Potential for Employee Misuse of Internet Resources Exists
The potential for misuse of government-provided Internet access exists--just as it does for other types of government-provided resources. During our work, we became aware of reported instances of employee misuse of government-provided resources. However, our review was not intended to specifically identify or define employee misuse of Internet resources.
Department of Energy (DOE) guidance on appropriate use stated that nearly 100 employees of a national laboratory were disciplined for inappropriately using computers to access adult-oriented Internet sites. The guidance also stated that in another instance, nearly 30 percent of the activity on one particular Internet site included personal listings from DOE employees dealing with subjects such as scuba diving and boat racing. As a result of this use, DOE issued a memorandum to all DOE employees and contractors, which stated that use of government equipment and official duty time for nonwork-related activities is a violation of law and the standards of conduct. The DOE memo stated that several employees had been counseled, officially reprimanded, or had their employment terminated and that in one instance DOE had filed criminal charges against an employee.
The Air Force Audit Agency recently reported WWW site and BBS control problems. Specific problems included site operating procedures and approvals, making available inappropriate or unapproved information, and inadequate user access controls. As a result, the Air Force released additional guidance on establishing WWW sites and BBSs and set standards for the information that is made available through them.
An investigation by the Department of the Interior's Office of Inspector General (OIG) revealed that a Department employee provided private citizens with free access to Internet services through Department-operated networks. A personnel action was initiated against the employee that resulted in a letter of counseling. After the investigation, the OIG issued a memorandum to the heads of all components in the Department, which discussed the potential for abuse of Internet resources and cited the employee's use as an example. The OIG stated that abuse problems could be addressed by establishing and disseminating departmentwide policies. A Department official told us that a policy on the use of Internet resources by employees has been drafted and was undergoing management review and clearance.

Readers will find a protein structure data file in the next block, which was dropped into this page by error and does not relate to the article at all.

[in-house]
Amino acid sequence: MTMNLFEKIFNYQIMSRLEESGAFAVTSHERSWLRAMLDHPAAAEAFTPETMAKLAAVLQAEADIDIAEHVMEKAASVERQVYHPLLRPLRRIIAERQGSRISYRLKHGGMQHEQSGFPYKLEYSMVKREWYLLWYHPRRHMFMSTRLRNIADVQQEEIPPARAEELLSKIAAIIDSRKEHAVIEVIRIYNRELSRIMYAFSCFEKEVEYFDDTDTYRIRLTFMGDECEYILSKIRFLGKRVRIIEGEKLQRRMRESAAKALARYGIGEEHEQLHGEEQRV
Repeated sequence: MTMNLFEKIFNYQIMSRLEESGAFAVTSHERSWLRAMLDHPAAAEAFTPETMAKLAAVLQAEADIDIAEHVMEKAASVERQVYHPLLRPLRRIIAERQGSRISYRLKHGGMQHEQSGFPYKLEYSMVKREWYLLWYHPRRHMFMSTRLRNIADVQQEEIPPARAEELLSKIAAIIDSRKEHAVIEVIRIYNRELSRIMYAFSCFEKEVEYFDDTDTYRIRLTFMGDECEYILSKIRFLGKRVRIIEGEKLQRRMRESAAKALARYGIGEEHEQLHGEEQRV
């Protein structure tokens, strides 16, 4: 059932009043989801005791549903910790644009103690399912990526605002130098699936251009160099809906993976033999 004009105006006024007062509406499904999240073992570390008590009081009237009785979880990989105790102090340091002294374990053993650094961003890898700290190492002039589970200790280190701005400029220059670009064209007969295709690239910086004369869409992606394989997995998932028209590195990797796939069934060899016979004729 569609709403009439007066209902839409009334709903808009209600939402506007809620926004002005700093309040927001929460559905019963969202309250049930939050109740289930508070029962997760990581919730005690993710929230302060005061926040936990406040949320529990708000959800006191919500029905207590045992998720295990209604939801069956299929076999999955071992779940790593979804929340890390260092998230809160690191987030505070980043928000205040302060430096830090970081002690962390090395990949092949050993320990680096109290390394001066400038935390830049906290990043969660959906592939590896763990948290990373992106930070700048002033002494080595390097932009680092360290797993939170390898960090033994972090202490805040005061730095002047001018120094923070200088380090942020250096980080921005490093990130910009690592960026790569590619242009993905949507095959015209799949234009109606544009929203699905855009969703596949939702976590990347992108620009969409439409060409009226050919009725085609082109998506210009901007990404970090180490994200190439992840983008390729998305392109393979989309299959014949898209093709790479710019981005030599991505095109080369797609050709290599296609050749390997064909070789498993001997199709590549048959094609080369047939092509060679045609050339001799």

NOAA reported that two employees were given 14-day suspensions for downloading sexually explicit material, and dismissal proceedings were initiated against one employee for sending threatening e-mail.
Officials at the three federal organizations at which we performed
additional work told us that the detection of misuse of Internet
access is primarily a supervisory responsibility. They told us that
other than supervisory monitoring, they do not routinely or
systematically monitor employee use of the Internet. Our review of
the 28 federal organizations having guidance showed that at least 16
stated that employees' use of government-provided Internet resources
may be monitored.
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